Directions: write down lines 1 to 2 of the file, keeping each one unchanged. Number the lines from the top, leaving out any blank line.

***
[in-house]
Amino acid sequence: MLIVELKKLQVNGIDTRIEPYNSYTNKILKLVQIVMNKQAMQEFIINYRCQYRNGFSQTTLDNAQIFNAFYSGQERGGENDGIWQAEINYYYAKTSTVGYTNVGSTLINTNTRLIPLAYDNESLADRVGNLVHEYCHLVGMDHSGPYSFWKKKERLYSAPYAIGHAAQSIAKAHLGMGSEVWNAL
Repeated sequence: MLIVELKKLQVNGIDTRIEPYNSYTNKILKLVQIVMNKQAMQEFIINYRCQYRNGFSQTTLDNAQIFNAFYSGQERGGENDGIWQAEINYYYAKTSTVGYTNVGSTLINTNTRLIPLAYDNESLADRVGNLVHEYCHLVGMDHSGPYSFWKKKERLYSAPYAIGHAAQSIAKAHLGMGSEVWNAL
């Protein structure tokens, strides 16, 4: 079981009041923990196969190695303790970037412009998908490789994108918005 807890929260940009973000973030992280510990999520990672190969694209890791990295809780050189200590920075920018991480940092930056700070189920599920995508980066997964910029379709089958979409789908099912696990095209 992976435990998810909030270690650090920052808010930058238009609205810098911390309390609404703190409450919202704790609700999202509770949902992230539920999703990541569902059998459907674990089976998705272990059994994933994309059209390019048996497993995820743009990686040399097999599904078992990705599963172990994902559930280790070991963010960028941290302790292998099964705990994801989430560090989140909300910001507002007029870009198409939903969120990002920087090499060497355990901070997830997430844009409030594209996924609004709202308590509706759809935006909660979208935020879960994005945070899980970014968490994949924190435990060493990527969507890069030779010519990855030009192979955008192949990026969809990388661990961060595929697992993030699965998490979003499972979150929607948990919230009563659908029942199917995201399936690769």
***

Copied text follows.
[in-house]
Amino acid sequence: MLIVELKKLQVNGIDTRIEPYNSYTNKILKLVQIVMNKQAMQEFIINYRCQYRNGFSQTTLDNAQIFNAFYSGQERGGENDGIWQAEINYYYAKTSTVGYTNVGSTLINTNTRLIPLAYDNESLADRVGNLVHEYCHLVGMDHSGPYSFWKKKERLYSAPYAIGHAAQSIAKAHLGMGSEVWNAL